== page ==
• $\begingroup$ Actually, what I think should be doesn't have the "to be determined" for $\delta$..... $\endgroup$ – user917099 Sep 10 at 5:45
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Your are not prroving anything for every $\delta$. You are required to prove that for every $\epsilon >0$ there exists $\delta >0$ such that something happens. $\delta$ is completely at your choice and it is very often convenient to take $\delta <1$.

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  • $\begingroup$ So is the relationship between $\epsilon$ and $\delta$ many to one? I thought it is 1 to 1. $\endgroup$ – user917099 Sep 10 at 5:53
  • $\begingroup$ $\delta$ is not even uniquely determined by $\epsilon$. If one $\delta$ works then an smaller positive number also works). So the question of $\delta$ being a 1-1 function of $\epsilon$ does not arise. @user917099 $\endgroup$ – Kabo Murphy Sep 10 at 5:55
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I think the real problem here, faced by many students, is the fact that the proof of the result is written in a specific order BUT we find the information for the proof (eg in this case what we need δ to be) in a different order.

To find the relevant δ we use the fact that our final line needs to be less than ε and work backwards. I teach my students to use the standard proof format but to leave blanks that we return to and complete once we know the information!

In more complicated situations such as this one, look for the |x-a| term and keep it for the |x-a|< δ and then look for a constant value that will give you a bound (any bound) on the other terms. You then choose the minimum of all the values used.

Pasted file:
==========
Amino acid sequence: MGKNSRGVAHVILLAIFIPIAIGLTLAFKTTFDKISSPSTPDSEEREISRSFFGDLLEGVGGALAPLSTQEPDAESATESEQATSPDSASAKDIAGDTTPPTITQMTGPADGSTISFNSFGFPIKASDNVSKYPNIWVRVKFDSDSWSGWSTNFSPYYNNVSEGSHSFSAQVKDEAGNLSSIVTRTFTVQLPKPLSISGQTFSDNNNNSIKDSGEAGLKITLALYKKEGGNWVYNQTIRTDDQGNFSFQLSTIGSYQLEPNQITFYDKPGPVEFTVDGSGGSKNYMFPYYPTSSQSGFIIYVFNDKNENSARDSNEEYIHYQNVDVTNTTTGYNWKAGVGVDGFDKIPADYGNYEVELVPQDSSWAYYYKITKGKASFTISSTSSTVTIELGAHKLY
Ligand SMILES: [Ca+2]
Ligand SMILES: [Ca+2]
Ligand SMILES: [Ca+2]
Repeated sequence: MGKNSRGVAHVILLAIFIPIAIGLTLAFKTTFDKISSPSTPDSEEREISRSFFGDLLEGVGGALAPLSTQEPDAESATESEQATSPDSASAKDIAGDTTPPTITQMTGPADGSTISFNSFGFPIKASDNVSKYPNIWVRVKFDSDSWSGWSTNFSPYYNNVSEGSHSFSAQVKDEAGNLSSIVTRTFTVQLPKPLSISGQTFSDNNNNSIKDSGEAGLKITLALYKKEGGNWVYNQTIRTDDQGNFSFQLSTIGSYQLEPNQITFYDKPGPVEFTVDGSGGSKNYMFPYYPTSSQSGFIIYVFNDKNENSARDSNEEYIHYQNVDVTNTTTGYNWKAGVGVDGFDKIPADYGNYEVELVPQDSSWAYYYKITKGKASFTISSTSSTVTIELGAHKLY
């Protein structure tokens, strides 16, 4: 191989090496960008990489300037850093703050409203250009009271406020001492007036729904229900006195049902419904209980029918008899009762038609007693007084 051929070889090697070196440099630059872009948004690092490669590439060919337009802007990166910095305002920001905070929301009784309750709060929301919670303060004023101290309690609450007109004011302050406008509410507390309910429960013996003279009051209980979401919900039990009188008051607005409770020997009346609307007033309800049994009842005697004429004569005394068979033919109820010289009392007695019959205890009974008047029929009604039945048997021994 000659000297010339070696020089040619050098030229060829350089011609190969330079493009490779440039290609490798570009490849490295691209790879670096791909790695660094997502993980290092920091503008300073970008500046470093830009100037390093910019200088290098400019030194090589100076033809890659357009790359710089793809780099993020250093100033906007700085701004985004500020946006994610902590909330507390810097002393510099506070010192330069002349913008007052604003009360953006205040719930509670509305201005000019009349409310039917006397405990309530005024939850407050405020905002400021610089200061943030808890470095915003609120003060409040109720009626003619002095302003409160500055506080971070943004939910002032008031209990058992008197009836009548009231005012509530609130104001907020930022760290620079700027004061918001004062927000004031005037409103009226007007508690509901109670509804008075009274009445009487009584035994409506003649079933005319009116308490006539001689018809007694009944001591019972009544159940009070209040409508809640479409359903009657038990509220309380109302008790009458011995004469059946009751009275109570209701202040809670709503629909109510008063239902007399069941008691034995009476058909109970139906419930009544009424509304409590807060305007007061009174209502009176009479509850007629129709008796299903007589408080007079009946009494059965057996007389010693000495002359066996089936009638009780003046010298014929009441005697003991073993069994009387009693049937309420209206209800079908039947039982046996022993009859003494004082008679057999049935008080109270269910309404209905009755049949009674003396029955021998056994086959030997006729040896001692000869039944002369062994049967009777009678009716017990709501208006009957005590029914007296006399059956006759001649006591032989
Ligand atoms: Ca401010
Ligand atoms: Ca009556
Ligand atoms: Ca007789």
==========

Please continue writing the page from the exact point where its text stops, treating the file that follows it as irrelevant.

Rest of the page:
Remember our result has to work for any ε, the "hard" εs are the small ones so we often think of ε as being small, but our result has to work when ε is large as well!

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  • $\begingroup$ I'm getting clearer on this definition after the discussions and answers here. I think my problem was that I forgot that essentially the thing that needs to be proved is the smallness/narrowness in the $\delta$-bound and the $\epsilon$-bound. $\endgroup$ – user917099 Sep 10 at 16:52
  • $\begingroup$ I agree that what you describe is a problem, but it is merely a symptom and not the underlying problem, which is a lack of grasp of basic logic. It is not hard to teach first-order logic properly to students, and yet it is necessary for them to be able to perform logical reasoning correctly if we want them to be able to handle anything more than simple mathematics. In particular, see here for an explanation of the ε-δ definition, and here for a comparison of various notions of continuity and convergence. $\endgroup$ – user21820 Sep 11 at 9:54
  • $\begingroup$ That said, I actually think that after basic logic we should teach asymptotic analysis as the primary tool instead of limit theorems, and definitely not ε-δ definitions. For some examples see here and here. @user917099: You may want to learn asymptotic analysis because it is superior to any other method in almost all cases (and is what computer algebra systems actually use to compute limits). $\endgroup$ – user21820 Sep 11 at 10:00